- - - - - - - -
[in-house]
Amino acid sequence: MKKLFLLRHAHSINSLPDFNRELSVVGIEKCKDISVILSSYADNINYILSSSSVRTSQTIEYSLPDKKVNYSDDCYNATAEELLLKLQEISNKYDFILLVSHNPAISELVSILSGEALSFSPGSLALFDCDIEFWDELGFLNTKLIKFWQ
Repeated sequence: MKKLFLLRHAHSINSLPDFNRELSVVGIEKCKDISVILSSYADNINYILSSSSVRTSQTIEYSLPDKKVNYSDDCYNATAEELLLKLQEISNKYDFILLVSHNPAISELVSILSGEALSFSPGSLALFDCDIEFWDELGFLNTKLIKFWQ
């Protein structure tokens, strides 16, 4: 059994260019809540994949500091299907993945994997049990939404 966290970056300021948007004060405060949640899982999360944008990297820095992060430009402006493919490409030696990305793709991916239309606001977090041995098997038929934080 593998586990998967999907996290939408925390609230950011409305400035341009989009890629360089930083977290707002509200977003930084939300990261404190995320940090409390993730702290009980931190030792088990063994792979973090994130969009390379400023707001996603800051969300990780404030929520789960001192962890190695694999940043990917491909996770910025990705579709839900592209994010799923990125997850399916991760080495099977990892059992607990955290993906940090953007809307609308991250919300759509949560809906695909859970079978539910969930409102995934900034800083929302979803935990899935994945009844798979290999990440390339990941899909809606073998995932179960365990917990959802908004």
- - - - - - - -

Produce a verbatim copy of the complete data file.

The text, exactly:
[in-house]
Amino acid sequence: MKKLFLLRHAHSINSLPDFNRELSVVGIEKCKDISVILSSYADNINYILSSSSVRTSQTIEYSLPDKKVNYSDDCYNATAEELLLKLQEISNKYDFILLVSHNPAISELVSILSGEALSFSPGSLALFDCDIEFWDELGFLNTKLIKFWQ
Repeated sequence: MKKLFLLRHAHSINSLPDFNRELSVVGIEKCKDISVILSSYADNINYILSSSSVRTSQTIEYSLPDKKVNYSDDCYNATAEELLLKLQEISNKYDFILLVSHNPAISELVSILSGEALSFSPGSLALFDCDIEFWDELGFLNTKLIKFWQ
């Protein structure tokens, strides 16, 4: 059994260019809540994949500091299907993945994997049990939404 966290970056300021948007004060405060949640899982999360944008990297820095992060430009402006493919490409030696990305793709991916239309606001977090041995098997038929934080 593998586990998967999907996290939408925390609230950011409305400035341009989009890629360089930083977290707002509200977003930084939300990261404190995320940090409390993730702290009980931190030792088990063994792979973090994130969009390379400023707001996603800051969300990780404030929520789960001192962890190695694999940043990917491909996770910025990705579709839900592209994010799923990125997850399916991760080495099977990892059992607990955290993906940090953007809307609308991250919300759509949560809906695909859970079978539910969930409102995934900034800083929302979803935990899935994945009844798979290999990440390339990941899909809606073998995932179960365990917990959802908004």